Here we examine differences among colonies of the red harvester ant, Pogonomyrmex barbatus, in the collective behavior that regulates foraging in response to food availability. An inactive forager is stimulated to leave the nest on its next trip by the return of foragers with food [17], [22][24]. Interactions between returning and outgoing foragers consist of brief antennal contacts inside the nest entrance as the ants come in and out. During an antennal contact a forager detects the task-specific cuticular hydrocarbon profile of the other [25] and whether it is carrying food [26]. Forager return rate reflects food availability because the duration of a foraging trip depends on search time [27]. The more food is available, the less time is needed to search and the more quickly a forager returns with food. Thus the overall rate of return of successful foragers reflects the availability of food on that day.

Harvester ants foraging in hot, dry conditions lose water, but obtain water from metabolizing fats in the seeds that they eat [28][29]. Positive feedback on foraging activity, from returning foragers with food, allows the colony to regulate its foraging activity according to the current costs of desiccation and the benefits based on current food availability.

In many harvester ant species, foraging behavior is influenced by the weather [30][31]. For example, in the ant Messor andrei, recruitment to food bait is higher in more humid conditions [18]. Both humidity and food availability are affected by day to day changes in weather conditions. Food is distributed by wind and flooding and rain uncovers seeds in the top layer of the soil [32][33]. In P. barbatus, daily changes in conditions such as humidity and food availability produce strong daily trends in the foraging activity of all colonies [24], [34].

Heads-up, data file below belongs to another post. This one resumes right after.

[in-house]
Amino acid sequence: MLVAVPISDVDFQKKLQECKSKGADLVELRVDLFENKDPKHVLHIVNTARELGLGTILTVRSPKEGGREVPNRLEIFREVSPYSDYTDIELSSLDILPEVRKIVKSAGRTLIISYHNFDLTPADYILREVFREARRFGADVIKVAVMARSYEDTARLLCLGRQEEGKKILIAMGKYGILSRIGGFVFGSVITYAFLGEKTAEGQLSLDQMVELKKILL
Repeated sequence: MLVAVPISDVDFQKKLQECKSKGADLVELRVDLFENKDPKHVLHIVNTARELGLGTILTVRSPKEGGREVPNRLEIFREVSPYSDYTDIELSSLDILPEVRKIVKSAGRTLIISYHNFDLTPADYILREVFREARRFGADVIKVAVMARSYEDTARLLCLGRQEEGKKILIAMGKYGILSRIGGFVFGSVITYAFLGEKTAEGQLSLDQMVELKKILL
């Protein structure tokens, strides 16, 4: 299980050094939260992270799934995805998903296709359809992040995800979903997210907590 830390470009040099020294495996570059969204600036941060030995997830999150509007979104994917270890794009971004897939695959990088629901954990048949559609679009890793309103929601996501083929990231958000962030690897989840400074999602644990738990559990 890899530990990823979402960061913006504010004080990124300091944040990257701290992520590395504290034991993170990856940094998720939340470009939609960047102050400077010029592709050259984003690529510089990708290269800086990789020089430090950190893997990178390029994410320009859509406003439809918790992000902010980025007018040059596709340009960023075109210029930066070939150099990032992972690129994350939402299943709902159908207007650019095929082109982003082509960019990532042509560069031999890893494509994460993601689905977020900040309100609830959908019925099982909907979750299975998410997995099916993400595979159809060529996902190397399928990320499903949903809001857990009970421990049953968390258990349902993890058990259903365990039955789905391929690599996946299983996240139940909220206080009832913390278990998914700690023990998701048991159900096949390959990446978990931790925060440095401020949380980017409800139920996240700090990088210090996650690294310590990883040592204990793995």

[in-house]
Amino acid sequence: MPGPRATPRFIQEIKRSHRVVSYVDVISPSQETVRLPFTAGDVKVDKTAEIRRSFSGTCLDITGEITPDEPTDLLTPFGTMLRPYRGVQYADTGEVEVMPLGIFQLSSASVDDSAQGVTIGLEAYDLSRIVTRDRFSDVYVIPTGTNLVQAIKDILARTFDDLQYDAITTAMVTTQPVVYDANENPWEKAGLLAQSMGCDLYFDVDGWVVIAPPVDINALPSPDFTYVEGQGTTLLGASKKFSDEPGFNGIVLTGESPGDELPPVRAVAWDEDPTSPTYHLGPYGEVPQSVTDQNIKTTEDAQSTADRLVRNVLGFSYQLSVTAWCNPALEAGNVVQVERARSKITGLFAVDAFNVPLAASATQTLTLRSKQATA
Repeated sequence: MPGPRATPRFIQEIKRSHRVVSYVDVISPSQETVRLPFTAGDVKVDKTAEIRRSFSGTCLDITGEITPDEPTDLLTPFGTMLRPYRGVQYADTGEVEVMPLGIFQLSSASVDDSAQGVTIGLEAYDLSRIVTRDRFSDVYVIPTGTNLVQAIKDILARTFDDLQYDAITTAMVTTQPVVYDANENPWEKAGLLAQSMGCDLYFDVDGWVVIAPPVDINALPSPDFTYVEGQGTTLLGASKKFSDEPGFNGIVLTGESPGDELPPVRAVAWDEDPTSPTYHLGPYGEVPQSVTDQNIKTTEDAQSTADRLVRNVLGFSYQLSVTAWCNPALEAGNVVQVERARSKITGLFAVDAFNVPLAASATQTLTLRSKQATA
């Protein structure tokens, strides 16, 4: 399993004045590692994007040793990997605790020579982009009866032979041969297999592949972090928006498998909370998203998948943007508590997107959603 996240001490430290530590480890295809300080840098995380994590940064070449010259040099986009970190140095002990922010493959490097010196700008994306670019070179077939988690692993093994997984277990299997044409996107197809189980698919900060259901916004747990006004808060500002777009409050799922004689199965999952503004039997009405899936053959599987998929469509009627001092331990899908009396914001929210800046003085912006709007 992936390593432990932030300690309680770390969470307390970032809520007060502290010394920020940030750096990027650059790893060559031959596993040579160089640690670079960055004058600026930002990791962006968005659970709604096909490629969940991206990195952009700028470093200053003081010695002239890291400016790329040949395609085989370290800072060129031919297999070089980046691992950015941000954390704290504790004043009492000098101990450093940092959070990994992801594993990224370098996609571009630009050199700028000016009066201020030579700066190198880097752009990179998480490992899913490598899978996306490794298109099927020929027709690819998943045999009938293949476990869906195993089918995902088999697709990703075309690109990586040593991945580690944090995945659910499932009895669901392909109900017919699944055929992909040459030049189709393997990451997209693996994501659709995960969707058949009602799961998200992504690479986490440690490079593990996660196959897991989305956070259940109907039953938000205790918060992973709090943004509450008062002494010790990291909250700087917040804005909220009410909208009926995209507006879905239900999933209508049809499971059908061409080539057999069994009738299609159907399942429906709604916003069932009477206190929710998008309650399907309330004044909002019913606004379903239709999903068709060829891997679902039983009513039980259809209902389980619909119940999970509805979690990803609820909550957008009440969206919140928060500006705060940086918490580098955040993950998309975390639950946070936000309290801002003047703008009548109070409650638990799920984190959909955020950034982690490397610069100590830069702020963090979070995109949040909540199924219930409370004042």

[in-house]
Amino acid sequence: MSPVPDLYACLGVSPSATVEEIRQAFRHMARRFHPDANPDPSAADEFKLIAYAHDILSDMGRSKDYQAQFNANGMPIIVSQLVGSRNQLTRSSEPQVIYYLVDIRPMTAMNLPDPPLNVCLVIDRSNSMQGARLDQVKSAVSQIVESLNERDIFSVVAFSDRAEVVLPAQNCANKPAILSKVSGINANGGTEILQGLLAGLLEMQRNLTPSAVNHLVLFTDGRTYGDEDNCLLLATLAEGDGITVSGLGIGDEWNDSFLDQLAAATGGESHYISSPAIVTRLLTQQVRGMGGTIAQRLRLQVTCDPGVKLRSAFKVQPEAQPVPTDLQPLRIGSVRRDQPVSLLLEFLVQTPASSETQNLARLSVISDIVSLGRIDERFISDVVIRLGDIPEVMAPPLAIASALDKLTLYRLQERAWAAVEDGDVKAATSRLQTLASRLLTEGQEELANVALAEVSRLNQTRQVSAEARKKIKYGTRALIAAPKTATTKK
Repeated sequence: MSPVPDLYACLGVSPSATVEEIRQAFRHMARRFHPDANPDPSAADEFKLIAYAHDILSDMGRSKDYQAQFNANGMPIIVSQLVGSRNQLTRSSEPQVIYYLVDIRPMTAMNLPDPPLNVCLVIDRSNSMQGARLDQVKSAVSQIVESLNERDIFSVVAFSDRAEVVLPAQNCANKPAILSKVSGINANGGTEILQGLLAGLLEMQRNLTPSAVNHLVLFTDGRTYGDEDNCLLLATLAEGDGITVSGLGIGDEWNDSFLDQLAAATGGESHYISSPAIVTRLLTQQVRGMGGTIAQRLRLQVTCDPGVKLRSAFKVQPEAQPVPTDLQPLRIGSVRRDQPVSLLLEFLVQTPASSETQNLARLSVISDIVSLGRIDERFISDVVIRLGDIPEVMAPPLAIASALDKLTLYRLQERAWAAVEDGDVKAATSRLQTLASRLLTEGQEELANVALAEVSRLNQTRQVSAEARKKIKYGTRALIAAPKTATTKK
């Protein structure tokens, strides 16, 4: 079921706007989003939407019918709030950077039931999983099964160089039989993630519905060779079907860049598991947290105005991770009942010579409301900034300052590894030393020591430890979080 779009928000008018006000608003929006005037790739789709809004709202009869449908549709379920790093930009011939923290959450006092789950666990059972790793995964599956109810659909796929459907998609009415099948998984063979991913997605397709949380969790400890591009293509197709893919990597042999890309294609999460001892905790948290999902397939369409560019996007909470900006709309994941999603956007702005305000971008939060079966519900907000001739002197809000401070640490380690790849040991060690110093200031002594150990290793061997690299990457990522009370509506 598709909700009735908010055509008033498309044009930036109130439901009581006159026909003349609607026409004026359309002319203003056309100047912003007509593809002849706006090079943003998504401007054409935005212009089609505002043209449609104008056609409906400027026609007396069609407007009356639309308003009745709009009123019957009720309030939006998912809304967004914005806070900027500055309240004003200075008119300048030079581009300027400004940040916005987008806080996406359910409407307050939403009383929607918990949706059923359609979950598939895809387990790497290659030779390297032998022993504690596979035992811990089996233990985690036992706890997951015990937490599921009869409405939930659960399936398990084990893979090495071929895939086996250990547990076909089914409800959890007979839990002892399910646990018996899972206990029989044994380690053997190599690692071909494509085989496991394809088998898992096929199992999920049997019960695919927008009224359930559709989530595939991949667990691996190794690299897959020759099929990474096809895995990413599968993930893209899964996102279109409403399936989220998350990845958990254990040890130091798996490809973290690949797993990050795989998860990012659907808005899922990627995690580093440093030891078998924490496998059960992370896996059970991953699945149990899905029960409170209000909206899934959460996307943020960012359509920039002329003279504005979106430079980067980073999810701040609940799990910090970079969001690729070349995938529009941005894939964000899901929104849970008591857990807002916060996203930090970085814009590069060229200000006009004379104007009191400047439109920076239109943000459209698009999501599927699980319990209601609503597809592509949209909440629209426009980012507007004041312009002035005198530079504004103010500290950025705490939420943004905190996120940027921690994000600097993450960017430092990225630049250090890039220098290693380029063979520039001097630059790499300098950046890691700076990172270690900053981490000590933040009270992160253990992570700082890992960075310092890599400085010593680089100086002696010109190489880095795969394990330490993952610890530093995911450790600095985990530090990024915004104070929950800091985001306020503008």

Colonies may vary in the relation between humidity and foraging activity. Previous work shows that colonies differ consistently from year to year in how often they forage at all [16]. Most colonies forage on days with high humidity and high food availability, such as those just after a rain when flooding has exposed a layer of seeds in the soil. Few colonies forage on very dry days. Previous work also showed that colonies differ in how likely they are to adjust the rate of outgoing foragers to the rate of forager return [17]. While all colonies tend to adjust outgoing foraging rate closely when conditions are good, only some colonies do so in poor conditions.

Here we asked whether the response of outgoing foragers to returning foragers depends on humidity, and whether the magnitude of response predicts the level of foraging activity. We then considered whether colonies differ in foraging activity, and whether colony differences in foraging behavior persist from year to year.

Methods

We examined foraging behavior repeatedly in the same colonies over several years and over a range of naturally occurring conditions, so as to encompass the diverse factors that influence colony foraging decisions. To examine how the rate of outgoing foragers depends on the rate of returning foragers, we conducted experiments that manipulated forager return rate. Experiments were performed in August 2009, August-September 2010, and August-September 2011, at the site of a long-term study since 1985 of a population of P. barbatus near Rodeo, New Mexico, USA. No permits were required for the field work; permission was granted by Stanford University. Over the course of 3 years we conducted a total of 94 trials with 17 colonies. Three of the 17 colonies were measured in all 3 years, and an additional 2 colonies were measured in 2 of the 3 years. In 2009 there were 32 trials in 8 colonies on 10 days; in 2010 there were 29 trials in 8 colonies on 5 days; in 2011 there were 33 trials in 10 colonies on 12 days (Table S1). All colonies were mature, more than 5 years old (ages determined by yearly census; methods in Gordon and Kulig 1996), except for one colony, 112, which was measured in all 3 years and was 4 years old in 2009.